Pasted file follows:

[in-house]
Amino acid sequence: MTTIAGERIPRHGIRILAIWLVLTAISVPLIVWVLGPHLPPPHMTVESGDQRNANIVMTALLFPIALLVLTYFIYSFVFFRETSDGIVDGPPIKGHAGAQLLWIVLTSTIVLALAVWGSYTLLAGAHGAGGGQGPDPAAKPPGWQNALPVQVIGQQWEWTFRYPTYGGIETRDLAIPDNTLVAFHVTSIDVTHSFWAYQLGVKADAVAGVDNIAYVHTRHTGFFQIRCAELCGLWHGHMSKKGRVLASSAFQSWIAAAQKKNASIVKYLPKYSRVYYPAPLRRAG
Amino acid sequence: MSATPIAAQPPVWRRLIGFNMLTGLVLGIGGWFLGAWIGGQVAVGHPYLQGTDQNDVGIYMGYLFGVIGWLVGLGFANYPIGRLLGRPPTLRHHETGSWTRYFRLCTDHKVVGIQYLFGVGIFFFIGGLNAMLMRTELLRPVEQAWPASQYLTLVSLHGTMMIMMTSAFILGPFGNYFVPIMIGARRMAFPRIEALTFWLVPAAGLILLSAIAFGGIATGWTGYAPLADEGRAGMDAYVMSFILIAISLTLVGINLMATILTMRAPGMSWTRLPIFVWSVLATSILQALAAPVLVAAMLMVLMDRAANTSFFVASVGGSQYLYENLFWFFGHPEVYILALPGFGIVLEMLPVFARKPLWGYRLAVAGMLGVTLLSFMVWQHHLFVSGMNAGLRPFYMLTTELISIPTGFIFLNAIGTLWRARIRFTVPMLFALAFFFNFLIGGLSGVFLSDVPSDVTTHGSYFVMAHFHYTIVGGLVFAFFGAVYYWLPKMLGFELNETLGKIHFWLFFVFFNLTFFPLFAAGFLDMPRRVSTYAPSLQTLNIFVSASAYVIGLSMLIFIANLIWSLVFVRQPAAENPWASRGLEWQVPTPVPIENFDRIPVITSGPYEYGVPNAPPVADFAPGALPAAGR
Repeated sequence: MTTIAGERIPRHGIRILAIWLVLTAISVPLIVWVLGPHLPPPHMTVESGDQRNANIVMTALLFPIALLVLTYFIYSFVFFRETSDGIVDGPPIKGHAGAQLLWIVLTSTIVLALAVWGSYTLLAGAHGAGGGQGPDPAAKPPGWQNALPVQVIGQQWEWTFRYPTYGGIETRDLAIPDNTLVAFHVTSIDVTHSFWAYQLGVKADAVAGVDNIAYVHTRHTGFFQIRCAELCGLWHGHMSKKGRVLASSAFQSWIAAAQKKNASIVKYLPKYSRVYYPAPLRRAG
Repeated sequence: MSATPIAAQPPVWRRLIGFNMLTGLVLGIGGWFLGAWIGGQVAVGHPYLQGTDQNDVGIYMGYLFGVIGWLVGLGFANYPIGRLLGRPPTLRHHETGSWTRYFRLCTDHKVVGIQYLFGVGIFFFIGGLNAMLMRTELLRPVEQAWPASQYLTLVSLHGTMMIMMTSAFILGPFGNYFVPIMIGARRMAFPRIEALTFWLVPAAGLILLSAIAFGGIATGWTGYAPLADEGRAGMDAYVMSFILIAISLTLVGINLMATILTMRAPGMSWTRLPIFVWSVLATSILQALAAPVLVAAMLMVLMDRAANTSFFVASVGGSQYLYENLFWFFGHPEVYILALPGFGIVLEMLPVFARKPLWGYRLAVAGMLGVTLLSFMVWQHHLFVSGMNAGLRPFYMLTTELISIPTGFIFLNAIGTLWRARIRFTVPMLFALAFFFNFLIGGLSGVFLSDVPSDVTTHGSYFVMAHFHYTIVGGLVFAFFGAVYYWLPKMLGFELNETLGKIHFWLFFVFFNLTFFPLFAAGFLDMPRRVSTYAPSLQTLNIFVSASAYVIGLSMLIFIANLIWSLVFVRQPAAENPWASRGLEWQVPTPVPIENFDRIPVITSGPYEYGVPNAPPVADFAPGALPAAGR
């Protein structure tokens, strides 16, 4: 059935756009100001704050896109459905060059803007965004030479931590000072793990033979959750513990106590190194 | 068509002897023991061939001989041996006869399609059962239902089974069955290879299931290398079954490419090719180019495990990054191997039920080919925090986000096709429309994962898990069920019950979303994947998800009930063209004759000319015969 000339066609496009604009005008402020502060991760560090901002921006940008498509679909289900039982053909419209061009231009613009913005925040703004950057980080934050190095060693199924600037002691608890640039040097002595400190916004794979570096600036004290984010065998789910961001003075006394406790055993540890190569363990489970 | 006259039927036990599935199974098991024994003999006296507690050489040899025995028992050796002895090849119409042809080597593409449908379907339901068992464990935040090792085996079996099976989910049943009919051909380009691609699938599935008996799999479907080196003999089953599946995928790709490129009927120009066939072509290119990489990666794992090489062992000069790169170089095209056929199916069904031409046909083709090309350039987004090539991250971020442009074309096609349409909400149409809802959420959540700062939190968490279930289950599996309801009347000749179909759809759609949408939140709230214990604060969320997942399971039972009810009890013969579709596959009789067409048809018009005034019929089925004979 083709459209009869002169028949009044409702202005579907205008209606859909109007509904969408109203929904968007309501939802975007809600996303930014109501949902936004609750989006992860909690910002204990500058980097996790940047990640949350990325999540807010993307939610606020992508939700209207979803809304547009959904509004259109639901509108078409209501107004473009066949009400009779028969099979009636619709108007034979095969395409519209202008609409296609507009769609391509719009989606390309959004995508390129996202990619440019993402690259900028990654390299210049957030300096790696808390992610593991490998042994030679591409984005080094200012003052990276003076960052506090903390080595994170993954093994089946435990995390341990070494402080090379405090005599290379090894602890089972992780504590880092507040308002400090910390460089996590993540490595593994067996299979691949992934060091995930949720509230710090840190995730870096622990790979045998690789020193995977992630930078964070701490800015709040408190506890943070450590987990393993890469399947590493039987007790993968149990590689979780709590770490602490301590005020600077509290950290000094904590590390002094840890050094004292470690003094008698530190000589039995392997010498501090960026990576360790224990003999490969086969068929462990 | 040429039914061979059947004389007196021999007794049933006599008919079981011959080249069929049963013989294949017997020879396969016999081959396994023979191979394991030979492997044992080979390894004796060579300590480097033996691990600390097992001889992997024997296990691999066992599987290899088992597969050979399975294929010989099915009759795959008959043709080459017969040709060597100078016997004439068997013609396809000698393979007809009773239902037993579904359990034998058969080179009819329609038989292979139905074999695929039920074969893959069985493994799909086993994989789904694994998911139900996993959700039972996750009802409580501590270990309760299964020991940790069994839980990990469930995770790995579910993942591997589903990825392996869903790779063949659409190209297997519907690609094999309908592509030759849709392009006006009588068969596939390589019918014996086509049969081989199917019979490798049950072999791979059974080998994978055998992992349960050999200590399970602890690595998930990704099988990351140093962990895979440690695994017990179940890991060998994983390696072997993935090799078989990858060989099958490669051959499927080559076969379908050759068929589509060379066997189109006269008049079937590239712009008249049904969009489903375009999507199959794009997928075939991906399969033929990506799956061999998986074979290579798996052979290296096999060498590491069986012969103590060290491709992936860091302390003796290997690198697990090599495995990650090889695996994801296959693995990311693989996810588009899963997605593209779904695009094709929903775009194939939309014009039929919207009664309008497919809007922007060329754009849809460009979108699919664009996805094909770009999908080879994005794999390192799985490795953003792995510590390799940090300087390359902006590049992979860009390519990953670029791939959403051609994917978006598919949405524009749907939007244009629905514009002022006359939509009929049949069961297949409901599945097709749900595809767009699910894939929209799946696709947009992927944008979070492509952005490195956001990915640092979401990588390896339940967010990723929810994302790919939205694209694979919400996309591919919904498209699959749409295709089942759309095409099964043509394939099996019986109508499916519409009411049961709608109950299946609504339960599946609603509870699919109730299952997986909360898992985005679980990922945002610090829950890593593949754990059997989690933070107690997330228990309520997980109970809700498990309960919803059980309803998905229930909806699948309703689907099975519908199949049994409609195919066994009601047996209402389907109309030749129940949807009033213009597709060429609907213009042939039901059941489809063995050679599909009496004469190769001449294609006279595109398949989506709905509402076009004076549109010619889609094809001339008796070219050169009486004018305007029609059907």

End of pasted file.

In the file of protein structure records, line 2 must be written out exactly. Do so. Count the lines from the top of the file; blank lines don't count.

Amino acid sequence: MTTIAGERIPRHGIRILAIWLVLTAISVPLIVWVLGPHLPPPHMTVESGDQRNANIVMTALLFPIALLVLTYFIYSFVFFRETSDGIVDGPPIKGHAGAQLLWIVLTSTIVLALAVWGSYTLLAGAHGAGGGQGPDPAAKPPGWQNALPVQVIGQQWEWTFRYPTYGGIETRDLAIPDNTLVAFHVTSIDVTHSFWAYQLGVKADAVAGVDNIAYVHTRHTGFFQIRCAELCGLWHGHMSKKGRVLASSAFQSWIAAAQKKNASIVKYLPKYSRVYYPAPLRRAG